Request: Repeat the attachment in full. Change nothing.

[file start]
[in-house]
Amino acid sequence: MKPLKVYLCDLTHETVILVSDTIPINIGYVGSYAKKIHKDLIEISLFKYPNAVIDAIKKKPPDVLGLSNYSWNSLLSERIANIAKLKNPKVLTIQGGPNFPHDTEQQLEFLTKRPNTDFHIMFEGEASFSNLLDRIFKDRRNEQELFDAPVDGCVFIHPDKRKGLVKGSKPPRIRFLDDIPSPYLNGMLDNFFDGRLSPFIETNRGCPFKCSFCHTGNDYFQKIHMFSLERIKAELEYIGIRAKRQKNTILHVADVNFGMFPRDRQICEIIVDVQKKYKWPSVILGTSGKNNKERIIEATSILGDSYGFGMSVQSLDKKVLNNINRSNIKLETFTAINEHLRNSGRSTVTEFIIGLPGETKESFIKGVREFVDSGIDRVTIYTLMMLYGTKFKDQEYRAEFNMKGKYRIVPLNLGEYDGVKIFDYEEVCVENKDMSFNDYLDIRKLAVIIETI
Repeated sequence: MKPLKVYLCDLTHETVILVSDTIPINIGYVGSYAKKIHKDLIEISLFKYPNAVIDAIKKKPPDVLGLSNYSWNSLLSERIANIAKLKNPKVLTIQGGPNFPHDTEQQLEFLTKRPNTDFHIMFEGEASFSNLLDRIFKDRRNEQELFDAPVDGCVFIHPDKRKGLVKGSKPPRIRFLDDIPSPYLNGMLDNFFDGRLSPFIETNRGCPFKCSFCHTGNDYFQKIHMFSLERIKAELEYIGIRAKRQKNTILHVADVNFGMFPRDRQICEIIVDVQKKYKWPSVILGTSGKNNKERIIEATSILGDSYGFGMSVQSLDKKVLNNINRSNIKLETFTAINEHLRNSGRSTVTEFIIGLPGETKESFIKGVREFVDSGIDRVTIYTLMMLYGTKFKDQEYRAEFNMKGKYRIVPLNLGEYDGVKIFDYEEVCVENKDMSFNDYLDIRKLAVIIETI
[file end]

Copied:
[in-house]
Amino acid sequence: MKPLKVYLCDLTHETVILVSDTIPINIGYVGSYAKKIHKDLIEISLFKYPNAVIDAIKKKPPDVLGLSNYSWNSLLSERIANIAKLKNPKVLTIQGGPNFPHDTEQQLEFLTKRPNTDFHIMFEGEASFSNLLDRIFKDRRNEQELFDAPVDGCVFIHPDKRKGLVKGSKPPRIRFLDDIPSPYLNGMLDNFFDGRLSPFIETNRGCPFKCSFCHTGNDYFQKIHMFSLERIKAELEYIGIRAKRQKNTILHVADVNFGMFPRDRQICEIIVDVQKKYKWPSVILGTSGKNNKERIIEATSILGDSYGFGMSVQSLDKKVLNNINRSNIKLETFTAINEHLRNSGRSTVTEFIIGLPGETKESFIKGVREFVDSGIDRVTIYTLMMLYGTKFKDQEYRAEFNMKGKYRIVPLNLGEYDGVKIFDYEEVCVENKDMSFNDYLDIRKLAVIIETI
Repeated sequence: MKPLKVYLCDLTHETVILVSDTIPINIGYVGSYAKKIHKDLIEISLFKYPNAVIDAIKKKPPDVLGLSNYSWNSLLSERIANIAKLKNPKVLTIQGGPNFPHDTEQQLEFLTKRPNTDFHIMFEGEASFSNLLDRIFKDRRNEQELFDAPVDGCVFIHPDKRKGLVKGSKPPRIRFLDDIPSPYLNGMLDNFFDGRLSPFIETNRGCPFKCSFCHTGNDYFQKIHMFSLERIKAELEYIGIRAKRQKNTILHVADVNFGMFPRDRQICEIIVDVQKKYKWPSVILGTSGKNNKERIIEATSILGDSYGFGMSVQSLDKKVLNNINRSNIKLETFTAINEHLRNSGRSTVTEFIIGLPGETKESFIKGVREFVDSGIDRVTIYTLMMLYGTKFKDQEYRAEFNMKGKYRIVPLNLGEYDGVKIFDYEEVCVENKDMSFNDYLDIRKLAVIIETI